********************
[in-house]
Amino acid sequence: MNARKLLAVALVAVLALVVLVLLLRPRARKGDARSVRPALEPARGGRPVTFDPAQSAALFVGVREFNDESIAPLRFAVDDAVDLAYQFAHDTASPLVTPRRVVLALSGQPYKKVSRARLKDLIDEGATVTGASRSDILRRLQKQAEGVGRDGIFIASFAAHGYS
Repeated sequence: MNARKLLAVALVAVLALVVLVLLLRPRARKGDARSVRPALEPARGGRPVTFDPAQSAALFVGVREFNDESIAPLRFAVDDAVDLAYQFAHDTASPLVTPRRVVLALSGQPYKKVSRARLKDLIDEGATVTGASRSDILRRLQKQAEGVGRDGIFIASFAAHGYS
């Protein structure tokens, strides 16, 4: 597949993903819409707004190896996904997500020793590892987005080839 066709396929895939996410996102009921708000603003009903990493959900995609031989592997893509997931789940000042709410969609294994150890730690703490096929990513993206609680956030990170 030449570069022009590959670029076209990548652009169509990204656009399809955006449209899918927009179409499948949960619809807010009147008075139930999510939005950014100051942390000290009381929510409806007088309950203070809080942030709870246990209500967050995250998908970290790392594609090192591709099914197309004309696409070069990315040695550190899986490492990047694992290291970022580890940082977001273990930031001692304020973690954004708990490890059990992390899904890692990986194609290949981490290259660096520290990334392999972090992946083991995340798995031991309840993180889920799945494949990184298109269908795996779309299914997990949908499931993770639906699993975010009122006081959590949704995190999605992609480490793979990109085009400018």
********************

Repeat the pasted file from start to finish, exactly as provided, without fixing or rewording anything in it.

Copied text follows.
[in-house]
Amino acid sequence: MNARKLLAVALVAVLALVVLVLLLRPRARKGDARSVRPALEPARGGRPVTFDPAQSAALFVGVREFNDESIAPLRFAVDDAVDLAYQFAHDTASPLVTPRRVVLALSGQPYKKVSRARLKDLIDEGATVTGASRSDILRRLQKQAEGVGRDGIFIASFAAHGYS
Repeated sequence: MNARKLLAVALVAVLALVVLVLLLRPRARKGDARSVRPALEPARGGRPVTFDPAQSAALFVGVREFNDESIAPLRFAVDDAVDLAYQFAHDTASPLVTPRRVVLALSGQPYKKVSRARLKDLIDEGATVTGASRSDILRRLQKQAEGVGRDGIFIASFAAHGYS
């Protein structure tokens, strides 16, 4: 597949993903819409707004190896996904997500020793590892987005080839 066709396929895939996410996102009921708000603003009903990493959900995609031989592997893509997931789940000042709410969609294994150890730690703490096929990513993206609680956030990170 030449570069022009590959670029076209990548652009169509990204656009399809955006449209899918927009179409499948949960619809807010009147008075139930999510939005950014100051942390000290009381929510409806007088309950203070809080942030709870246990209500967050995250998908970290790392594609090192591709099914197309004309696409070069990315040695550190899986490492990047694992290291970022580890940082977001273990930031001692304020973690954004708990490890059990992390899904890692990986194609290949981490290259660096520290990334392999972090992946083991995340798995031991309840993180889920799945494949990184298109269908795996779309299914997990949908499931993770639906699993975010009122006081959590949704995190999605992609480490793979990109085009400018």